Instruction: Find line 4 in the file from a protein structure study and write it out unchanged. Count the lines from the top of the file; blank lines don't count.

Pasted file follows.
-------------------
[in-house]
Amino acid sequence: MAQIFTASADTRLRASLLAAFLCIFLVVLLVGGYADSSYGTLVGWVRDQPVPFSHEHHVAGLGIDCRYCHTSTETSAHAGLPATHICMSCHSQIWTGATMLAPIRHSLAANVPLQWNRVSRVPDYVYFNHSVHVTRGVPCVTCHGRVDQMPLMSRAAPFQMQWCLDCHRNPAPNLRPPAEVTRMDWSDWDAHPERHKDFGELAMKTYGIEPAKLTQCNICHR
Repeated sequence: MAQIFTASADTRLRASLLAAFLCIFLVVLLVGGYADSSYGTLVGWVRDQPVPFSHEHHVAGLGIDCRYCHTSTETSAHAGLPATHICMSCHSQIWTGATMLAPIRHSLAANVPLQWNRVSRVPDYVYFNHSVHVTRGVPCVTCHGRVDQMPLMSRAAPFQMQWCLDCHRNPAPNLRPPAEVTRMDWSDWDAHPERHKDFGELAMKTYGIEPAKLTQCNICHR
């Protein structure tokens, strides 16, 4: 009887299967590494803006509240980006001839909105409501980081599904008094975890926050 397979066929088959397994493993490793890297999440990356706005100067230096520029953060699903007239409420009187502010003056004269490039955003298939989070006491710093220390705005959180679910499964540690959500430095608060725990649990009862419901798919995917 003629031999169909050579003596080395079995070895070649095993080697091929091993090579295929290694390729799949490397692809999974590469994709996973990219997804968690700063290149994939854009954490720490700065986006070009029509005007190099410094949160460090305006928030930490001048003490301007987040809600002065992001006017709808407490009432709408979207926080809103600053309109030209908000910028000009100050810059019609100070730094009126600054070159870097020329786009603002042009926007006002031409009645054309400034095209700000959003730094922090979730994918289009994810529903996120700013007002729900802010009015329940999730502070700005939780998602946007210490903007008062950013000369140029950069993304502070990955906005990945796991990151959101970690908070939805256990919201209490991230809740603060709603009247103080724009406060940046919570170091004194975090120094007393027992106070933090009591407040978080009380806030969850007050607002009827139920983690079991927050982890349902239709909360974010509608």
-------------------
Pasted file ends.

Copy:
């Protein structure tokens, strides 16, 4: 009887299967590494803006509240980006001839909105409501980081599904008094975890926050 397979066929088959397994493993490793890297999440990356706005100067230096520029953060699903007239409420009187502010003056004269490039955003298939989070006491710093220390705005959180679910499964540690959500430095608060725990649990009862419901798919995917 003629031999169909050579003596080395079995070895070649095993080697091929091993090579295929290694390729799949490397692809999974590469994709996973990219997804968690700063290149994939854009954490720490700065986006070009029509005007190099410094949160460090305006928030930490001048003490301007987040809600002065992001006017709808407490009432709408979207926080809103600053309109030209908000910028000009100050810059019609100070730094009126600054070159870097020329786009603002042009926007006002031409009645054309400034095209700000959003730094922090979730994918289009994810529903996120700013007002729900802010009015329940999730502070700005939780998602946007210490903007008062950013000369140029950069993304502070990955906005990945796991990151959101970690908070939805256990919201209490991230809740603060709603009247103080724009406060940046919570170091004194975090120094007393027992106070933090009591407040978080009380806030969850007050607002009827139920983690079991927050982890349902239709909360974010509608």